Biotech Updates

Genes to Fight Powdery Mildew in Barley Identified

September 28, 2016

An international team of researchers has identified the genes that could help fight off powdery mildew in barley. The research, led by researchers from University of Adelaide in Australia and the Leibniz-Institute of Plant Genetics and Crop Plant Research (IPK) in Germany found the two genes, HvGsl6 and HvCslD2 to be associated with the accumulation of callose and cellulose, respectively. The two genes play an important role in blocking powdery mildew fungus from penetrating the plant cell wall.

The researchers found that by silencing the genes, there was lower accumulation of callose and cellulose in the plant cell walls, and higher susceptibility of barley plants to the fungus. However, overexpressing HvCslD2 enhanced barley's resistance to the fungus. The earliest observed defense response is the formation of cell-wall thickenings called papillae at the site of fungal infection.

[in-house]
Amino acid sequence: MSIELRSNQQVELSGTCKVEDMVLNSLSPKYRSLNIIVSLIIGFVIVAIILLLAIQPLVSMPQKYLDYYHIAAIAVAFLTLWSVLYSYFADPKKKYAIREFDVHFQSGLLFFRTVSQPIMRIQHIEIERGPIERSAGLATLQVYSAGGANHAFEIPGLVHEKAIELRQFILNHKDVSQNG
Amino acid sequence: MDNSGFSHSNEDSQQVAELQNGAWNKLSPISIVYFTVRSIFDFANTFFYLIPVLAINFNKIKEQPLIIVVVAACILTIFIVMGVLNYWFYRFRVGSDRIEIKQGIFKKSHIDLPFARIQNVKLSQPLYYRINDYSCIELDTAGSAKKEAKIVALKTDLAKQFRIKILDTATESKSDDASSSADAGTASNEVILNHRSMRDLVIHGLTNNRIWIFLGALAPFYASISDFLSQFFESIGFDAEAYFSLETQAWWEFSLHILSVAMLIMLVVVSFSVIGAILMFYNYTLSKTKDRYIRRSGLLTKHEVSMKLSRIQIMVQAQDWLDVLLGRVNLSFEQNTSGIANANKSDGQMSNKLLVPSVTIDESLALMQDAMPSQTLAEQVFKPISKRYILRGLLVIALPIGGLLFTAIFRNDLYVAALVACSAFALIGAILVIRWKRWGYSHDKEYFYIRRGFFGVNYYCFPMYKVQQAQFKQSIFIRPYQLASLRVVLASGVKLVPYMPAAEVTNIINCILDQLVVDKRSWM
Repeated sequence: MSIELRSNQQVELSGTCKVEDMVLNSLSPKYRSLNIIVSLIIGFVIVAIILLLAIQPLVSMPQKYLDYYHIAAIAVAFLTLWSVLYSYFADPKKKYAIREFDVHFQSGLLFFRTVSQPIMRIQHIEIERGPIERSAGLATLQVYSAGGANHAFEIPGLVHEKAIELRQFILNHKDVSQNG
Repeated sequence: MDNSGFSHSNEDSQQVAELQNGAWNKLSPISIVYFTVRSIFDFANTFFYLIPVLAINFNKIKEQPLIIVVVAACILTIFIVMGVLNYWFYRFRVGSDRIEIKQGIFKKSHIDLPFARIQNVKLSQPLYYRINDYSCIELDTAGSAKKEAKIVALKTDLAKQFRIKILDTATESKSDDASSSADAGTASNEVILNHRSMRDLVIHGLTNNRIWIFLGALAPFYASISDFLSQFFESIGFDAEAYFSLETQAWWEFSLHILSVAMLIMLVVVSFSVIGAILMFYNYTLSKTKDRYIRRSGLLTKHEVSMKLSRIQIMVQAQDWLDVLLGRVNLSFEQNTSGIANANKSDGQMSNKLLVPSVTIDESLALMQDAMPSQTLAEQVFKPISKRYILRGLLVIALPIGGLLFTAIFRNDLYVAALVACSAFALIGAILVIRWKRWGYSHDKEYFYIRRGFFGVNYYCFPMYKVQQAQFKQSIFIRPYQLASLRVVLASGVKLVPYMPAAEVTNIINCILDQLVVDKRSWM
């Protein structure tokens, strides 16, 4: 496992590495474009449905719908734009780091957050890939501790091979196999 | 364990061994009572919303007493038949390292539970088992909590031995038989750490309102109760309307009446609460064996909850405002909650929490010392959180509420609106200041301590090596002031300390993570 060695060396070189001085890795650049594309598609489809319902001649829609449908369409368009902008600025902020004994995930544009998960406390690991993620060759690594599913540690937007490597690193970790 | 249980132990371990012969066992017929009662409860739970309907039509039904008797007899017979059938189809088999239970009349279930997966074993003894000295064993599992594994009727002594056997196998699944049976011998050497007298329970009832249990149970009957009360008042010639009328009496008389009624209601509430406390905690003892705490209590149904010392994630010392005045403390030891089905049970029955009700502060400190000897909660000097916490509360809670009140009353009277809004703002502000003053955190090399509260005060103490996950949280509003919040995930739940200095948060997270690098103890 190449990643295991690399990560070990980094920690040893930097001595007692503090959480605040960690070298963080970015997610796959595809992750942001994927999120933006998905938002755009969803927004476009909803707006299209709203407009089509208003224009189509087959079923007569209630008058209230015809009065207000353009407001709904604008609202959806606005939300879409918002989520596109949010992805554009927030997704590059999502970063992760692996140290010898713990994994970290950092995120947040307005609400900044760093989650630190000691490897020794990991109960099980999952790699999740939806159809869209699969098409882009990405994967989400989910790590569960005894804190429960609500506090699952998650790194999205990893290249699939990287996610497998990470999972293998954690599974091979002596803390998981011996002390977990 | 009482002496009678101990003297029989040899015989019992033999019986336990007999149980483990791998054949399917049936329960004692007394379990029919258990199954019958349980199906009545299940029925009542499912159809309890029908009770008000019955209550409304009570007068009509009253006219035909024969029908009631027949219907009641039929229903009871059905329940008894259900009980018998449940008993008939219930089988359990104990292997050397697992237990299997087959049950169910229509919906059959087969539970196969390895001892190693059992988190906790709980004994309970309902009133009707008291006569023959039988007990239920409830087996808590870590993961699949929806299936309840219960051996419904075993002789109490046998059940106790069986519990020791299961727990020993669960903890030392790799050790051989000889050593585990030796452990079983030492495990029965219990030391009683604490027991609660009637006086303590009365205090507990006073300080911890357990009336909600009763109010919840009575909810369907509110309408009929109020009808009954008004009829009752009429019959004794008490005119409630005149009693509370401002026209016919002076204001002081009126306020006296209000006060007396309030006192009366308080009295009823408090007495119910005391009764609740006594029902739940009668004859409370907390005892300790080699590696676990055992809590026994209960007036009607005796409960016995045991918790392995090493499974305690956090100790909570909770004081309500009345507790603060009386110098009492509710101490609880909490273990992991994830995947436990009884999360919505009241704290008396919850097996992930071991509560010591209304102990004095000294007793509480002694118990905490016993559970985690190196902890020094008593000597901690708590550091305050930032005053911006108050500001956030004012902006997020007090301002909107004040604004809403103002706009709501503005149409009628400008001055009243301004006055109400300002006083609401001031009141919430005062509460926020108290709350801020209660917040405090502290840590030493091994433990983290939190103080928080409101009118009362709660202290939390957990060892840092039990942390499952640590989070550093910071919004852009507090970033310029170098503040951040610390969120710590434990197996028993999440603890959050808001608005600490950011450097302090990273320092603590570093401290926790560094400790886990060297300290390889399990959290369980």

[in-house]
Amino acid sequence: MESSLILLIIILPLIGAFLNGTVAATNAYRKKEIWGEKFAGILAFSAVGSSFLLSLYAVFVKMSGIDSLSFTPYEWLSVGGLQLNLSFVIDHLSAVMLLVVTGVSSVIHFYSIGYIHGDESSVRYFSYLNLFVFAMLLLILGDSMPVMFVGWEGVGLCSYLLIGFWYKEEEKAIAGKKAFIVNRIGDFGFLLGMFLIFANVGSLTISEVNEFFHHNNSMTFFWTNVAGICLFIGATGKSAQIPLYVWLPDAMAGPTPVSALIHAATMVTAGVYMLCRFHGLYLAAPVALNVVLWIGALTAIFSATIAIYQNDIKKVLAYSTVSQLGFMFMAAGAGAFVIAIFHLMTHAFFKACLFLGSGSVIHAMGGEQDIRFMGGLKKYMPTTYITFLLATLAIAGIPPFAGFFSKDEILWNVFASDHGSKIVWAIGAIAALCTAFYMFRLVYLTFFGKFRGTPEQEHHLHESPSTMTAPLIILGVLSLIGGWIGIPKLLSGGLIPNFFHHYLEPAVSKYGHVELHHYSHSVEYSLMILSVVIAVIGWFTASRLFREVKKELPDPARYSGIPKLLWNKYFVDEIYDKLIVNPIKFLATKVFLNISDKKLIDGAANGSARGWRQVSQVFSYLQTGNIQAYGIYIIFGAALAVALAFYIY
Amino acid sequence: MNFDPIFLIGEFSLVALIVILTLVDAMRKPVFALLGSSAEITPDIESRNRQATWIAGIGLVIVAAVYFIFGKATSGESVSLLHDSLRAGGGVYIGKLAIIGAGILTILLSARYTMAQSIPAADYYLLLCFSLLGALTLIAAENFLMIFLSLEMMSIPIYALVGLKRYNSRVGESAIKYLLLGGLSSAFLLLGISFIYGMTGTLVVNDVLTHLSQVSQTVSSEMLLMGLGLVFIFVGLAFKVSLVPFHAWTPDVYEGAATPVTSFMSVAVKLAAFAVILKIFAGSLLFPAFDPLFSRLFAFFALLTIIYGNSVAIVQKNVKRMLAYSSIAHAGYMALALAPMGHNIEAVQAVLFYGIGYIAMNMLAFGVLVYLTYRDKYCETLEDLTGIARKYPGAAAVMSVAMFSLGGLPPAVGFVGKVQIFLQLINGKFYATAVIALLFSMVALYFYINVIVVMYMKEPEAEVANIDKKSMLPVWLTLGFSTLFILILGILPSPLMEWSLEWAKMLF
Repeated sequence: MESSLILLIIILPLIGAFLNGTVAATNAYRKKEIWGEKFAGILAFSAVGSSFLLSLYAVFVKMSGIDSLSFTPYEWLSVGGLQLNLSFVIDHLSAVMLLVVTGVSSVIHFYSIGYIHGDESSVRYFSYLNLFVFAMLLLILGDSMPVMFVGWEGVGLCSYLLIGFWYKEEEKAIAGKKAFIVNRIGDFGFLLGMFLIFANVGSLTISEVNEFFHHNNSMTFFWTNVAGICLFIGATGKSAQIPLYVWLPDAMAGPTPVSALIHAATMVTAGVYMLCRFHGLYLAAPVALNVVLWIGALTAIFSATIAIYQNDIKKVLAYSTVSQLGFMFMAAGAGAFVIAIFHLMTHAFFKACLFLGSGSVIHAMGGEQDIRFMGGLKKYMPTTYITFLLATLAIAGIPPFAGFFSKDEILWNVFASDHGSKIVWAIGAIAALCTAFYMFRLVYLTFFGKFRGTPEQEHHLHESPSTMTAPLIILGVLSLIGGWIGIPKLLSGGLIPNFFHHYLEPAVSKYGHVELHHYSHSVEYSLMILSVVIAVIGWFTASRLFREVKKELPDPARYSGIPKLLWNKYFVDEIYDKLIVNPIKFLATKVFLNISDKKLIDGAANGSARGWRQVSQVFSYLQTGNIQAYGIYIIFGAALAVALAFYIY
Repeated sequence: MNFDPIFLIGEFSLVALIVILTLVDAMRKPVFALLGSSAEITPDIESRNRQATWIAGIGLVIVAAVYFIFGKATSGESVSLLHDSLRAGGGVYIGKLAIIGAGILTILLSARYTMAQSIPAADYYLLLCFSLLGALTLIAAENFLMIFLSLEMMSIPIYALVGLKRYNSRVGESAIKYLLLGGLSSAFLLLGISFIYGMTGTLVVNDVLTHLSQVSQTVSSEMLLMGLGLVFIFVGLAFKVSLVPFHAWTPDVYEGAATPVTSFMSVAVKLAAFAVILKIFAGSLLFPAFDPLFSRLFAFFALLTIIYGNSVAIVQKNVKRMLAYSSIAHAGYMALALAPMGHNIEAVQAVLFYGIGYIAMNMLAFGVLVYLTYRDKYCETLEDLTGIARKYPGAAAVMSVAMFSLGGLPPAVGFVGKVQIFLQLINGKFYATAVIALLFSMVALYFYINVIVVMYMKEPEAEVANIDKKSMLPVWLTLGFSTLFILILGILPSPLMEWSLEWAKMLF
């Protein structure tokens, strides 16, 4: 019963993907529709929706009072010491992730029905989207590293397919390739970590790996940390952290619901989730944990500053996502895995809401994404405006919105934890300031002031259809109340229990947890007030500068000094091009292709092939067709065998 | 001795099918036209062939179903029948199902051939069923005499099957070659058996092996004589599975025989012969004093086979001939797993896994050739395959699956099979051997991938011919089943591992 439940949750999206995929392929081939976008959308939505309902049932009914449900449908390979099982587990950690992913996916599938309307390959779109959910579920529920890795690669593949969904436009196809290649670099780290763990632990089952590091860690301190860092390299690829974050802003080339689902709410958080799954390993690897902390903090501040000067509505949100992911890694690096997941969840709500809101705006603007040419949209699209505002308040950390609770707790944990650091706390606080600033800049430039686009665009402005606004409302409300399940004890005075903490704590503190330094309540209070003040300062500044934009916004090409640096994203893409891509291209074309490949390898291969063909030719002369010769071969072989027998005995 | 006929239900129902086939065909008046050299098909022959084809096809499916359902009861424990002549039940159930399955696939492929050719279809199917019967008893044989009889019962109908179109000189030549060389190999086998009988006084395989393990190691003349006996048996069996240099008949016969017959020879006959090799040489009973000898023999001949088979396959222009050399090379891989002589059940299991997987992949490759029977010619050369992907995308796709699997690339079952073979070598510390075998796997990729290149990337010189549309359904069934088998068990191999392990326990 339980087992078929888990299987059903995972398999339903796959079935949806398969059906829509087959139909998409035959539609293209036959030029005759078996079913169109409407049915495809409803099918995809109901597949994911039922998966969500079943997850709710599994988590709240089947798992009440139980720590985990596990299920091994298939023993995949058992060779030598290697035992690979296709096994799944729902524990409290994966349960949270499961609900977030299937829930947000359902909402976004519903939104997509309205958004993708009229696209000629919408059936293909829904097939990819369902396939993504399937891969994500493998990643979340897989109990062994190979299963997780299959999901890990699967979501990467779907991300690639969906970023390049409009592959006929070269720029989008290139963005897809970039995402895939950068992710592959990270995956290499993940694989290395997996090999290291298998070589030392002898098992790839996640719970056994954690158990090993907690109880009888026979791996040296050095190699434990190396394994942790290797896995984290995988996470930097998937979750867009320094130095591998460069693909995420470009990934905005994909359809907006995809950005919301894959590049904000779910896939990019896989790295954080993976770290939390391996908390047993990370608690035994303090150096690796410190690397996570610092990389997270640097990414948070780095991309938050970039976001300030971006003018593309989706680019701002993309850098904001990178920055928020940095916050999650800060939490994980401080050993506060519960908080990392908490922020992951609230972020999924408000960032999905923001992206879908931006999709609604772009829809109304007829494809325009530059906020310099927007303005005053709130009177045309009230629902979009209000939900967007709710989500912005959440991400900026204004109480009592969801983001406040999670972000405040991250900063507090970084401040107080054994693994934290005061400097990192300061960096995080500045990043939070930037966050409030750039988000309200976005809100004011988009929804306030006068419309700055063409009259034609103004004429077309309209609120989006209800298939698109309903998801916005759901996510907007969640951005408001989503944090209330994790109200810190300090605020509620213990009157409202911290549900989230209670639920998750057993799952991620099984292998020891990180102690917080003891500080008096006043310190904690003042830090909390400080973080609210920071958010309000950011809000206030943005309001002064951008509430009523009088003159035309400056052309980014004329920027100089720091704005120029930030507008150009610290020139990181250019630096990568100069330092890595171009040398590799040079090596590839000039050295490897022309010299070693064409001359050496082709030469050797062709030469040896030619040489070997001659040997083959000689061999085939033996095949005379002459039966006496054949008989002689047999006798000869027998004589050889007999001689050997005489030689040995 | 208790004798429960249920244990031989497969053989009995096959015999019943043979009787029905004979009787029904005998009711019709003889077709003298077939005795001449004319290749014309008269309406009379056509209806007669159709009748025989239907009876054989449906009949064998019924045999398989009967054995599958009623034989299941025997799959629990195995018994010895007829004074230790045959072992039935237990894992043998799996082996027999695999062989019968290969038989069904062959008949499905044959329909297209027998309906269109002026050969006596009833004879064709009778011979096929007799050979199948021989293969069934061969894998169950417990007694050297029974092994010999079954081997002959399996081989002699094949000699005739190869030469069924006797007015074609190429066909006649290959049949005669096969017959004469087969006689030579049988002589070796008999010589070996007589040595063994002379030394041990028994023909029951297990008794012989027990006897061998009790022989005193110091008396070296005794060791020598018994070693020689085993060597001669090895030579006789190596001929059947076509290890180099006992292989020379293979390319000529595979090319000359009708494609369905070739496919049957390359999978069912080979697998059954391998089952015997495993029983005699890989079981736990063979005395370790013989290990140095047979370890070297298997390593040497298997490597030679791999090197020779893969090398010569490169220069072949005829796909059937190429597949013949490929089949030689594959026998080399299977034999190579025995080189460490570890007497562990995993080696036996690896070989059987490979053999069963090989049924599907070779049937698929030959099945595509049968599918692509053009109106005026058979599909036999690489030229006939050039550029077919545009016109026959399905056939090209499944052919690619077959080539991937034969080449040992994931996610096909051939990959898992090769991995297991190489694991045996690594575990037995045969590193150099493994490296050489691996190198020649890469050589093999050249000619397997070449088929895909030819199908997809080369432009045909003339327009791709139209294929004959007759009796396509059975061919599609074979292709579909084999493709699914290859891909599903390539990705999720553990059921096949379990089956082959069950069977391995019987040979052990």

"Our results show that these novel genes are interesting targets for improving cell-wall penetration resistance in barley and maybe other cereals against fungal intruders," says Dr. Patrick Schweizer, Head of the Pathogen-Stress Genomics Laboratory at IPK.

For more details, read the news release at The University of Adelaide website.